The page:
As Registan readers know, forming and arming paramilitary groups in Afghanistan is not a new idea (Josh wrote of it most recently last year here). The British and the Soviets did it. Pakistan does it with its Pashtuns (or really, just kept the British programs in place). NATO has embraced the concept with gusto, creating the ANAP (Afghan National Auxiliary Police), AP3 (Afghan Public Protection Force), LDI (Local Defense Initiative), among others. The ideas exist for a year or two, the darling of a commander (who more often than not will refer to the idea as ‘Sons-of-Iraq-but-in-Afghanistan-I-think-you-call-it-arbakai?’), and then quietly are allowed to dissolve when the commander leaves and maintaining the discipline necessary to control a militia becomes too much for the units on the ground. The problem, of course, is that when these paramilitaries are no longer monitored, they rejoin the civilian ranks, with additional military training and guns. In a number of cases, these formerly NATO-bankrolled militia members have later turned up in insurgent ranks. Or on the communities they were supposed to protect, although I don’t remember NATO taking any tactical pauses when that came out.
Now, the latest incarnation of the militia idea, the Afghan Local Police (ALP), is being put on hold for a month. The Taliban it seems, have infiltrated the ranks as they said they would, taking advantage of the lax screening process (compared to the army and police), and turned on their trainers, killing five in the last week. Already this has been the deadliest year for green-on-blue attacks; a disproportionate amount are coming from the ALP. With this tactical pause, hopefully NATO will reconsider this latest militia idea and move away from it (get the guns back first, though, this time), and put more emphasis on the army and police (ANSF).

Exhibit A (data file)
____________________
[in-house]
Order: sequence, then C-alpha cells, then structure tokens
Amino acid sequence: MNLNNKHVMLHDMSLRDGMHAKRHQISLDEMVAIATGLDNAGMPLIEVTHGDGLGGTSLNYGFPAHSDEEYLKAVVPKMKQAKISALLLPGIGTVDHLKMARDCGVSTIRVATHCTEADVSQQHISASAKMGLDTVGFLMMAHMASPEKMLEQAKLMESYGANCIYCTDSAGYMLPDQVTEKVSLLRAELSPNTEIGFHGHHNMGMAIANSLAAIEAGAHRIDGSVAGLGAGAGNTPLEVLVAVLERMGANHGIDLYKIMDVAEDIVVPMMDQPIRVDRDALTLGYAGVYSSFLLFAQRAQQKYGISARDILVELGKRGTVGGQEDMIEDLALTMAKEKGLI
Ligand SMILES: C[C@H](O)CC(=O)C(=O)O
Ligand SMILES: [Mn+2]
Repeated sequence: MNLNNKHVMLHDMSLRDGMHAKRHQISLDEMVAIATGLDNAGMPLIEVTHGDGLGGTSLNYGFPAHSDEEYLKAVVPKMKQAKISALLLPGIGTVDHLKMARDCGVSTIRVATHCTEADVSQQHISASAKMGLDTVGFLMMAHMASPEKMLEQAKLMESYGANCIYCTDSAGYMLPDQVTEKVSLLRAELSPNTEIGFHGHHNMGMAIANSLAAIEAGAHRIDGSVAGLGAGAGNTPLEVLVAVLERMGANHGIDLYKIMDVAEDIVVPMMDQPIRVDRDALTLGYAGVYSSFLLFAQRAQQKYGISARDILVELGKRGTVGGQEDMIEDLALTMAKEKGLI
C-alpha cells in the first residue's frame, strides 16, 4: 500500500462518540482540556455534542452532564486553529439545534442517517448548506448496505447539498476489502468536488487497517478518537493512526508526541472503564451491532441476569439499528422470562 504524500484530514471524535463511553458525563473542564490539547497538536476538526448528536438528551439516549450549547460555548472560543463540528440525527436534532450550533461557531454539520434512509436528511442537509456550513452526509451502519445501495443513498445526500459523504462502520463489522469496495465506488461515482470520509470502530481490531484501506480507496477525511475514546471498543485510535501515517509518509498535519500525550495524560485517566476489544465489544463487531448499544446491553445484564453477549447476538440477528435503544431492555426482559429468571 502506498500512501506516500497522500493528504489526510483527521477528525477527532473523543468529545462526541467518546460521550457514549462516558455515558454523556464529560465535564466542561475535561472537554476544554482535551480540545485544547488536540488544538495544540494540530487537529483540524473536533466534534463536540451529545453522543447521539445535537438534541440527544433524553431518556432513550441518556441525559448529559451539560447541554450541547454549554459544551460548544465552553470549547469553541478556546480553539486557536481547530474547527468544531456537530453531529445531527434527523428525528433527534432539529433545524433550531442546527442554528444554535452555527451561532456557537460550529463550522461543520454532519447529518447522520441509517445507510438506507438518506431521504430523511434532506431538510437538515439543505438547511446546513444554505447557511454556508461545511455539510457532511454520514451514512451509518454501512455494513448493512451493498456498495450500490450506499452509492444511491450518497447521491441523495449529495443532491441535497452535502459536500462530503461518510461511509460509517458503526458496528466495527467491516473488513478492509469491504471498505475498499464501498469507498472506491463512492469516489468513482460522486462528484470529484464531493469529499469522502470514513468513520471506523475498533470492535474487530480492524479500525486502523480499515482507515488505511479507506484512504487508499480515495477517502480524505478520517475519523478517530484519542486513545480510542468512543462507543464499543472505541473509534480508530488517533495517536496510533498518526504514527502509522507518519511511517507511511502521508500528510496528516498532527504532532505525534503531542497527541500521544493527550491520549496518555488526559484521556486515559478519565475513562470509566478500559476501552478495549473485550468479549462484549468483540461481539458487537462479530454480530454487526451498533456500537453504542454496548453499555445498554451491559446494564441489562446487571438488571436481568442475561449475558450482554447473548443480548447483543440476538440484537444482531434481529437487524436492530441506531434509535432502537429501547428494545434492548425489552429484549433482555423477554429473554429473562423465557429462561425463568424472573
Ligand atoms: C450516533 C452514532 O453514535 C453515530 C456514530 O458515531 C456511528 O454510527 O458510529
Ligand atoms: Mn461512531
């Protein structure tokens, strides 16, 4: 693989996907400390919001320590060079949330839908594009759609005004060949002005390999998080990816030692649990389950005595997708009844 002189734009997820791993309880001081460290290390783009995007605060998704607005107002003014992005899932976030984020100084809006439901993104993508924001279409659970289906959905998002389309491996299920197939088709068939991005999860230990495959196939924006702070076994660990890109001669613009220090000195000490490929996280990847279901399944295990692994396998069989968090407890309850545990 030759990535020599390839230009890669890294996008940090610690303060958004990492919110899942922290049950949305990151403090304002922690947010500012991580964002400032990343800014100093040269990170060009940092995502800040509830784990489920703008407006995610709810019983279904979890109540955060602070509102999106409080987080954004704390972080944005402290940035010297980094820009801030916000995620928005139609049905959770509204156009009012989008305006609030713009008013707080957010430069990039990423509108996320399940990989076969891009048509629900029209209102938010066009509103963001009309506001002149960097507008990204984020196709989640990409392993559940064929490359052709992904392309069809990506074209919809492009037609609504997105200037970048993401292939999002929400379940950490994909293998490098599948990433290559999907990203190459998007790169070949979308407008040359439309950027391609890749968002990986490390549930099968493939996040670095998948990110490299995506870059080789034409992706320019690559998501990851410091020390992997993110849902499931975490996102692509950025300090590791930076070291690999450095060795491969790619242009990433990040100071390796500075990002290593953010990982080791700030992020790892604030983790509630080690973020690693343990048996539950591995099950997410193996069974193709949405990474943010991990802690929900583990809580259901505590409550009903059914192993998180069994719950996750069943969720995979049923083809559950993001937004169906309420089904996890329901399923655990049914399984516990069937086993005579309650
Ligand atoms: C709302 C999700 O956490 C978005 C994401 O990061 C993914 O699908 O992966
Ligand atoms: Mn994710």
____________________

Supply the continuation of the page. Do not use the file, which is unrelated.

The formal ANSF are or will be shortly over 350,000 strong, have a more thorough vetting and training process, and are generally viewed much more favorably by Afghans than militias. And the ANSF need about all the help they can get. They will be what secures Afghanistan post 2014 (if anything does), not a few hundred militia units of varying quality and allegiance. In the main (please, don’t everyone who’s ever been on or near a VSO site think I’m saying they absolutely never work) the militias have not been a good use of time and effort. A better trained and mentored ANSF, however, are the best hope for some stability. So use this pause, NATO, to once and for all get rid of the militia idea.